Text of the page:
9. Get good sleep.
Low-quality sleep can hamper progress made with PCOS symptoms. Practice good sleep hygiene with a consistent sleep schedule and a calm sleep environment.
If you’ve made changes and still feel fatigued in the morning, talk to your doctor. You could be dealing with a sleep disorder like obstructive sleep apnea.
10. Find a good exercise routine.
Regular exercise can boost your mood, support a healthy weight, and improve glucose metabolism. High-intensity internal training (HIIT) and strength training come with added benefits for improved insulin resistance, but the right PCOS workout for you depends on your symptoms.
11. Manage your stress levels.
Chronic stress can increase inflammation, impact your metabolism, and increase your risk for developing anxiety and depression. Managing stress using techniques like mindfulness or regular exercise is good for PCOS and your mental health.
12. Check out some alternative therapies.
Alternative therapies like acupuncture, yoga, or even controlled martial arts like tai chi or qigong can be another way to manage stress and reduce chronic pain from PCOS. Reduced stress using these methods may also improve outcomes for conditions like type 2 diabetes and heart disease.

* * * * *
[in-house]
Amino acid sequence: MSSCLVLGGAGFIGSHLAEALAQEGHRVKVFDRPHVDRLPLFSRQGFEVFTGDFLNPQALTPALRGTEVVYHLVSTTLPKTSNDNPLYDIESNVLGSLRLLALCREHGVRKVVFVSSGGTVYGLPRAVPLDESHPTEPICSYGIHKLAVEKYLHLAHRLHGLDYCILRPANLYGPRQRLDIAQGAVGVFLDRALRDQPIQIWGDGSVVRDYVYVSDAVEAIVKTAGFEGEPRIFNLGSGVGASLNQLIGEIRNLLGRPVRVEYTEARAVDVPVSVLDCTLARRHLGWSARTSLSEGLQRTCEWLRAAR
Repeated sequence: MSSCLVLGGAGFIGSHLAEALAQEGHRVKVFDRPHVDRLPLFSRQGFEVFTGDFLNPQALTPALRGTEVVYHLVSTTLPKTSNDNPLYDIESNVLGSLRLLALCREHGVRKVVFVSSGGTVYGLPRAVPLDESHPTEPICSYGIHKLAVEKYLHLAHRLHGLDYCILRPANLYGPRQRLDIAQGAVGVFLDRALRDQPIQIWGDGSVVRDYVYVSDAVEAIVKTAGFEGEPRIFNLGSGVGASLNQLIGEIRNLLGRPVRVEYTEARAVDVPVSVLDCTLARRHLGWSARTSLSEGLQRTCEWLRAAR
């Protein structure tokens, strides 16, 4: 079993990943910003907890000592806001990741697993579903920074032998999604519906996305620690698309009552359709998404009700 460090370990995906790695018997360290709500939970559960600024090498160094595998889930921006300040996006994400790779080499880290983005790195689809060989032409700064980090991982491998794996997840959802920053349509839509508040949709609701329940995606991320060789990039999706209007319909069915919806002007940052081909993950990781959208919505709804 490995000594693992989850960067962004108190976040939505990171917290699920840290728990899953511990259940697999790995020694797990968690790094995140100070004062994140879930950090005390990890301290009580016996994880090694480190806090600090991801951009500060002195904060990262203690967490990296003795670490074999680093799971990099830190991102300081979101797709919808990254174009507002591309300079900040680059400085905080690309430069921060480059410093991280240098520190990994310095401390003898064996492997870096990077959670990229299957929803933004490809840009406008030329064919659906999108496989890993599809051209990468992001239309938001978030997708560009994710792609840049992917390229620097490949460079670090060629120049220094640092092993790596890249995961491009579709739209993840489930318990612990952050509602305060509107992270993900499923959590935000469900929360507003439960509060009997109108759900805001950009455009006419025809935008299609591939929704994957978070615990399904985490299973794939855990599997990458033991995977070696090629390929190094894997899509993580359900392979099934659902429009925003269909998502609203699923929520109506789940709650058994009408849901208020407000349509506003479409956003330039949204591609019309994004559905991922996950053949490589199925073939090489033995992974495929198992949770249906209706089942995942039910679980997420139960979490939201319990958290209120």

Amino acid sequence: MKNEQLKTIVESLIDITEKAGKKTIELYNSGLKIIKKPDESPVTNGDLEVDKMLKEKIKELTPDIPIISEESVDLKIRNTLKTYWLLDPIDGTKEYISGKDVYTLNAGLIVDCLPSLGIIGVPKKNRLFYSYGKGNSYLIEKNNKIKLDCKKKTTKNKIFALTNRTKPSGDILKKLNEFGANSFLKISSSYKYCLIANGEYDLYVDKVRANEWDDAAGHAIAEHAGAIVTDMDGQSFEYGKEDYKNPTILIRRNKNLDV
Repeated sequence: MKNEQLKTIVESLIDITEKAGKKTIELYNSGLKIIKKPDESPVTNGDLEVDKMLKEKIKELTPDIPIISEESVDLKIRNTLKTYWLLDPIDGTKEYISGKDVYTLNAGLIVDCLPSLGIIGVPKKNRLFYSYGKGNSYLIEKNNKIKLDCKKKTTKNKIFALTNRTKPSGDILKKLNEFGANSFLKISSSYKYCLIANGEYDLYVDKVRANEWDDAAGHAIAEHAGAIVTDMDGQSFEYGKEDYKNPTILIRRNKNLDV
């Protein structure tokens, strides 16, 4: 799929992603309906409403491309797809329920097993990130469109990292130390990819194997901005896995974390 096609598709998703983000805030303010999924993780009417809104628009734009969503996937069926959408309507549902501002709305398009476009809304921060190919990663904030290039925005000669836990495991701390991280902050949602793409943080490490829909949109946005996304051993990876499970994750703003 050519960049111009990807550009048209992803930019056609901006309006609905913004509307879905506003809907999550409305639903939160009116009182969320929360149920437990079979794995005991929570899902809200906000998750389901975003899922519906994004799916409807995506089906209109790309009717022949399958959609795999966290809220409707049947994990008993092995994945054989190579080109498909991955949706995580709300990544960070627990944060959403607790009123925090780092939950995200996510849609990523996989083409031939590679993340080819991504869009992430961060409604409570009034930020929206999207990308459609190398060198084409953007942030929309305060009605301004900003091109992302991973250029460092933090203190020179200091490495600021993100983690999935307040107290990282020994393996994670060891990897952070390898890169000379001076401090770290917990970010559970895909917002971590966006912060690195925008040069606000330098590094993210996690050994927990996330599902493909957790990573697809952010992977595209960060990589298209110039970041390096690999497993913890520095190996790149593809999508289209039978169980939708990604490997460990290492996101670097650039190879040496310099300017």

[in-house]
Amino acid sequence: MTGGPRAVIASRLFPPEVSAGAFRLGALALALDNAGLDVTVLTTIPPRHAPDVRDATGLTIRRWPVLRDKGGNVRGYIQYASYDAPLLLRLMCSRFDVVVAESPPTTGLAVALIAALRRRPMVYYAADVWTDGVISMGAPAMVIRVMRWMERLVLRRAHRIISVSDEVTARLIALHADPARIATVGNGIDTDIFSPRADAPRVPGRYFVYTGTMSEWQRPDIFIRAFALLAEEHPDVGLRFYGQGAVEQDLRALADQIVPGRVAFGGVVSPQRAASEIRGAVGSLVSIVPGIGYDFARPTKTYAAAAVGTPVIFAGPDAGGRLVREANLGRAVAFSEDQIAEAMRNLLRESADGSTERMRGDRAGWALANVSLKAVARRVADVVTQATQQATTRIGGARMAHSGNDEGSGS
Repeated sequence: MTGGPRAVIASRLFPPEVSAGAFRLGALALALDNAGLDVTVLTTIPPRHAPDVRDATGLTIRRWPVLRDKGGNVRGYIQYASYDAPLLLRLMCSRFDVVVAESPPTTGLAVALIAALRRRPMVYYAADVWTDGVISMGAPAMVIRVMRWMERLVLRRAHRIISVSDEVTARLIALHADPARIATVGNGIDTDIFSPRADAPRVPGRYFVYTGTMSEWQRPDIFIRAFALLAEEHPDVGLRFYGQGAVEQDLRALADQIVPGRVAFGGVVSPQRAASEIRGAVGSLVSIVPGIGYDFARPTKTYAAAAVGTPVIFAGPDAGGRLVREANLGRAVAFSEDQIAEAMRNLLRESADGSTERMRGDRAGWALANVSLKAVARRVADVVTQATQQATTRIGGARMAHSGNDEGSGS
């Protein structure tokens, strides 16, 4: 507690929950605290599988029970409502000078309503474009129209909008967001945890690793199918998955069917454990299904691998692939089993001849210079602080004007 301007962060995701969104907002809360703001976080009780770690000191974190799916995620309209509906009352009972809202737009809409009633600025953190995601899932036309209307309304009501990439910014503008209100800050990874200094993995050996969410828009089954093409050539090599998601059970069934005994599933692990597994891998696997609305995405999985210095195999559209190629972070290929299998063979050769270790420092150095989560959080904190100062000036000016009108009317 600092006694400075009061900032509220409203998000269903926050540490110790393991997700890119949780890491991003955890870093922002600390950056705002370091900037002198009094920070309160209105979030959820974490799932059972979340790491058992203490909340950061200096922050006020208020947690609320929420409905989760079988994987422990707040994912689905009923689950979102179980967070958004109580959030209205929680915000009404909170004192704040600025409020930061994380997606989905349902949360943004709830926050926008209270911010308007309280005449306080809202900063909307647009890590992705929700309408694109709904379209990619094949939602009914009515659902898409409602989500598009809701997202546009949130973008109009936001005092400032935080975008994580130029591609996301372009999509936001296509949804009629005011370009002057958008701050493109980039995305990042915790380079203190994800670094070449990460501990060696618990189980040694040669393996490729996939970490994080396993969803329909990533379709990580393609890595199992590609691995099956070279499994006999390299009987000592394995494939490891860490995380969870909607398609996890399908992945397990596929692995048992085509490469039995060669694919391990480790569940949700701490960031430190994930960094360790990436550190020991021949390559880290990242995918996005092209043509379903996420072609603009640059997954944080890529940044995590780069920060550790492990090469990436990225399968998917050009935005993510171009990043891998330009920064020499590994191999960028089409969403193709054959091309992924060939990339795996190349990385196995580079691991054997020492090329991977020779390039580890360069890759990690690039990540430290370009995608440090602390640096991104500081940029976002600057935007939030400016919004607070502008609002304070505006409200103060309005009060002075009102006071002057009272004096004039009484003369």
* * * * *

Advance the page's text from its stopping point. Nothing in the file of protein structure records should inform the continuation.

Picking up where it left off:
14 Supplements for PCOS
What is the most common vitamin deficiency with PCOS? The most common vitamin deficiency with PCOS is an insufficient intake of B vitamins, especially folic acid. Women with PCOS are also at risk for C and D vitamin deficiencies, low magnesium, and insufficient calcium.
High-quality supplements can help you fill in the gaps where diet is lacking and support long-term management of PCOS symptoms.
1. B vitamins
Supplementation with B-complex vitamins and folate (B12) in particular may improve ovulation rates and promote healthy fertility in women with PCOS. Women with healthy levels of B vitamins also have more regular periods and better metabolic profiles.